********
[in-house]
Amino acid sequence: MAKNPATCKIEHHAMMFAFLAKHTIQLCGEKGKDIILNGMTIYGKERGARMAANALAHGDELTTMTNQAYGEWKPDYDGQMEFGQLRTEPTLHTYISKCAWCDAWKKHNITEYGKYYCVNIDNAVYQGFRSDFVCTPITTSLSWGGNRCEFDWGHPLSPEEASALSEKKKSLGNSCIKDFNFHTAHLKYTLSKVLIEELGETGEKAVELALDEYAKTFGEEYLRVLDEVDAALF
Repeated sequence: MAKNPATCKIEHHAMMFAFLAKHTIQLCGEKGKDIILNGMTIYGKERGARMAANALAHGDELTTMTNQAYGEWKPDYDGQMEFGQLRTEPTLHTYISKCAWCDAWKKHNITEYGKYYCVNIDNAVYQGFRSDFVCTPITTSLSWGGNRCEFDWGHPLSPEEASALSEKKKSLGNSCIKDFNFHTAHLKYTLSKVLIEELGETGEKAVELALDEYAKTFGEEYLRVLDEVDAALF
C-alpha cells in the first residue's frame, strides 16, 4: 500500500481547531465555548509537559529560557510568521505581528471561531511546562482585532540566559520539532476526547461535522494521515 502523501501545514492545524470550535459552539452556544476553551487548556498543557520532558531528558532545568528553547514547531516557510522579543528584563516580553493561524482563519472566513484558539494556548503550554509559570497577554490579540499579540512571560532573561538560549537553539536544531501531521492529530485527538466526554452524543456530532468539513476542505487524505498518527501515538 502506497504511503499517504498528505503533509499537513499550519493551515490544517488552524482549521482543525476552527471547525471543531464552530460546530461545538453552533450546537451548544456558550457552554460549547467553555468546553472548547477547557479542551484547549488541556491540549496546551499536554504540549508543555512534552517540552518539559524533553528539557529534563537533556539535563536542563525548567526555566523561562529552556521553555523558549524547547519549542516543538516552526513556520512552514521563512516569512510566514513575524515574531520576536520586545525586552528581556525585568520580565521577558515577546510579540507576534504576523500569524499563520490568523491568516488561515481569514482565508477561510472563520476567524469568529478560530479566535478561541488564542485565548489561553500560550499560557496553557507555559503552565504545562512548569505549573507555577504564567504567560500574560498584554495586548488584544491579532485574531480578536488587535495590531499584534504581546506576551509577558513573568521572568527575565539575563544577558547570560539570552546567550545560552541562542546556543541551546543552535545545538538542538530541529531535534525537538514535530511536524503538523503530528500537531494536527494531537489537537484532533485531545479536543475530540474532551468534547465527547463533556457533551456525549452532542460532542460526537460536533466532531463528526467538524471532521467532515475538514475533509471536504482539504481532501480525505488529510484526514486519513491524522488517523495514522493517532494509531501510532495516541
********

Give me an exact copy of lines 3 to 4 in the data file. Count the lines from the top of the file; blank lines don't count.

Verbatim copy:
Repeated sequence: MAKNPATCKIEHHAMMFAFLAKHTIQLCGEKGKDIILNGMTIYGKERGARMAANALAHGDELTTMTNQAYGEWKPDYDGQMEFGQLRTEPTLHTYISKCAWCDAWKKHNITEYGKYYCVNIDNAVYQGFRSDFVCTPITTSLSWGGNRCEFDWGHPLSPEEASALSEKKKSLGNSCIKDFNFHTAHLKYTLSKVLIEELGETGEKAVELALDEYAKTFGEEYLRVLDEVDAALF
C-alpha cells in the first residue's frame, strides 16, 4: 500500500481547531465555548509537559529560557510568521505581528471561531511546562482585532540566559520539532476526547461535522494521515 502523501501545514492545524470550535459552539452556544476553551487548556498543557520532558531528558532545568528553547514547531516557510522579543528584563516580553493561524482563519472566513484558539494556548503550554509559570497577554490579540499579540512571560532573561538560549537553539536544531501531521492529530485527538466526554452524543456530532468539513476542505487524505498518527501515538 502506497504511503499517504498528505503533509499537513499550519493551515490544517488552524482549521482543525476552527471547525471543531464552530460546530461545538453552533450546537451548544456558550457552554460549547467553555468546553472548547477547557479542551484547549488541556491540549496546551499536554504540549508543555512534552517540552518539559524533553528539557529534563537533556539535563536542563525548567526555566523561562529552556521553555523558549524547547519549542516543538516552526513556520512552514521563512516569512510566514513575524515574531520576536520586545525586552528581556525585568520580565521577558515577546510579540507576534504576523500569524499563520490568523491568516488561515481569514482565508477561510472563520476567524469568529478560530479566535478561541488564542485565548489561553500560550499560557496553557507555559503552565504545562512548569505549573507555577504564567504567560500574560498584554495586548488584544491579532485574531480578536488587535495590531499584534504581546506576551509577558513573568521572568527575565539575563544577558547570560539570552546567550545560552541562542546556543541551546543552535545545538538542538530541529531535534525537538514535530511536524503538523503530528500537531494536527494531537489537537484532533485531545479536543475530540474532551468534547465527547463533556457533551456525549452532542460532542460526537460536533466532531463528526467538524471532521467532515475538514475533509471536504482539504481532501480525505488529510484526514486519513491524522488517523495514522493517532494509531501510532495516541